Women exposed to shift work

In a third cohort consisting of 59,000 Dutch nurses we investigate the association between shift work and risk of hormone-related cancers. The first round of follow-up has recently been conducted. As known risk factors for breast cancer prove to be related with shift work, they will be carefully taken into account as confounders. We will examine if variants in clock genes are related with the duration of shift work and if they modify the potential association between shift work and risk of breast cancer.

 

 

 

More about the Matti Rookus group

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Wim van Harten

Division
Psychosocial Research and Epidemiology
Specialisation
Technologies and Services in Oncology

Introduction

In this group three research themes are covered: Early Health Technology Assessment, Improving Oncology Services and Cancer Rehabilitation.

More about the Wim van Harten group

Menezes

Renee X. de Menezes

Division
Psychosocial Research and Epidemiology
Specialisation
Biostatistics

Introduction

At the Biostatistics unit we develop and apply data analysis methods in a transparent and reproducible way. This is done both in our own research and in consultancy. 

Much of our research involves questions that arise from data analysis problems we encounter, including analyses of: (multi-)omics data, genetic screen data, GWAS, classification and prediction problems, and power and sample size analysis.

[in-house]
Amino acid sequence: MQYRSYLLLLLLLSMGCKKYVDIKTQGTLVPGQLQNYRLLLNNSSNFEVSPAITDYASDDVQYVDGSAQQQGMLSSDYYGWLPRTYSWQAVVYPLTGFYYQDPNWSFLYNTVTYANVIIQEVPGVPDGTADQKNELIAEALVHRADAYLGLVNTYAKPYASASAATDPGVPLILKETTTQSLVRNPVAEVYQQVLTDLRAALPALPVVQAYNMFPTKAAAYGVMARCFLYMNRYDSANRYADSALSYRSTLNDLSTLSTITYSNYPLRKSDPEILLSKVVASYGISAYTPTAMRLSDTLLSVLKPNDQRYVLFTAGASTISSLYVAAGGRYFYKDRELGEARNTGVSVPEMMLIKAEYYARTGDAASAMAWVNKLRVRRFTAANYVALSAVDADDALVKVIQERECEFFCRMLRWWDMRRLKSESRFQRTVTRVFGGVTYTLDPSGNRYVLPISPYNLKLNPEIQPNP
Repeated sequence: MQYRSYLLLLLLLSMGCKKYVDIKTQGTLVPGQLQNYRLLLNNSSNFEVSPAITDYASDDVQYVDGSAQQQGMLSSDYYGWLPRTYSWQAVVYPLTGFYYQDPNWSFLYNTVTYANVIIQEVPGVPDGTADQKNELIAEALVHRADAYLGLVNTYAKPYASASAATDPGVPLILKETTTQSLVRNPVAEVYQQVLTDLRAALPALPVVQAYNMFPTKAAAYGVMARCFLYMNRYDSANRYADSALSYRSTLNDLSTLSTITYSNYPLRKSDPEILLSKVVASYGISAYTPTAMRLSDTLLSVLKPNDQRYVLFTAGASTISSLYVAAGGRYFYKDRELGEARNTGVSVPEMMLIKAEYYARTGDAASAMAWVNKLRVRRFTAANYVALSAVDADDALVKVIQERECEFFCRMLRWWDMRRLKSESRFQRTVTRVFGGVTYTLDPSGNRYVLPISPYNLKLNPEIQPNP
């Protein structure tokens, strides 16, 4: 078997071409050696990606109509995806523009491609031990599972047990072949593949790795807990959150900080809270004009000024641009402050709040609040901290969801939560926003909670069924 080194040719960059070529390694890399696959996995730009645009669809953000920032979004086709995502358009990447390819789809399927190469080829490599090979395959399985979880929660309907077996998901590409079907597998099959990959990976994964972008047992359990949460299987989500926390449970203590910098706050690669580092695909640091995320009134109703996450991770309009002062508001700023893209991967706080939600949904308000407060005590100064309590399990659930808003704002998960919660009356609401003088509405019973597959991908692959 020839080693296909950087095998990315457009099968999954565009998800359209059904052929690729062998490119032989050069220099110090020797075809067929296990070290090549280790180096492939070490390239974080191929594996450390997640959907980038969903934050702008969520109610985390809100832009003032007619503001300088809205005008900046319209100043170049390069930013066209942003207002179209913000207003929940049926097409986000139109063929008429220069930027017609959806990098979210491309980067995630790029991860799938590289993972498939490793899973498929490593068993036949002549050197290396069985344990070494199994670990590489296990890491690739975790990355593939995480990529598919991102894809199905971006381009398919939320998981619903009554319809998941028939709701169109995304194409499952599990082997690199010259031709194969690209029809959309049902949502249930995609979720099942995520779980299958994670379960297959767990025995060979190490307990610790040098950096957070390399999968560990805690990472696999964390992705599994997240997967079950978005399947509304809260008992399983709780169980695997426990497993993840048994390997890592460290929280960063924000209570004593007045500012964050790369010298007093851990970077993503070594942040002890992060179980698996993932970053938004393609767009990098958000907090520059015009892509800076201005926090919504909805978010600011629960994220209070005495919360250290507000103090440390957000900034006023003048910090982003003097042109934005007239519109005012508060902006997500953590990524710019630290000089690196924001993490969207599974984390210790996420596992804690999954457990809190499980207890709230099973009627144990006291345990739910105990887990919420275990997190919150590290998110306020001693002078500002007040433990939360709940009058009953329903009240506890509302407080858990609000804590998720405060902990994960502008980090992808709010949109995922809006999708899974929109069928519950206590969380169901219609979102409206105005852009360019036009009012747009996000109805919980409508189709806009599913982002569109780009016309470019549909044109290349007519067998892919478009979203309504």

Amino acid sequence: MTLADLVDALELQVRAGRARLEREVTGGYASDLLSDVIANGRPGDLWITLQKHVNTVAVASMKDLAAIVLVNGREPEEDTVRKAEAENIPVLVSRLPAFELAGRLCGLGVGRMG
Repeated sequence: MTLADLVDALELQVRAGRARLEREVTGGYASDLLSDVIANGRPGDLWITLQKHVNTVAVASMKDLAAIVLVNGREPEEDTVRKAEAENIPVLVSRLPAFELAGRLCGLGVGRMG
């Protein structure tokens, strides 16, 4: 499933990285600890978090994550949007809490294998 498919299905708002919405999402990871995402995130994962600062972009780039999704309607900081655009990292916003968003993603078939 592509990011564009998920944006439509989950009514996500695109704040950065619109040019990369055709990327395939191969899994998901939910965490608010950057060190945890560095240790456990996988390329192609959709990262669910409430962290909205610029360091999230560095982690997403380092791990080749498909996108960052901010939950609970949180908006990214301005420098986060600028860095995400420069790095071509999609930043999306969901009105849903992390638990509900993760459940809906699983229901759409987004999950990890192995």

Consultancy 
The Biostatistics Unit of the NKI-AvL offers statistical consultancy to all researchers located here. This includes advice on experimental design and data analysis. We focus on experimental and clinical research, except for clinical trials - for advice on methods to analyse data from clinical trials, we refer you to the Wetenschappelijke Administratie group.

If you have a data analysis question or need to setup a new study, do get in touch! We can help you either by simply giving advice via our consultancy service, or by collaborating on a project proposal.

Teaching
We also organize many courses to give researchers a good basis from which to perform, store and present their own work. For more information check our courses page.

More about the Renee X. de Menezes group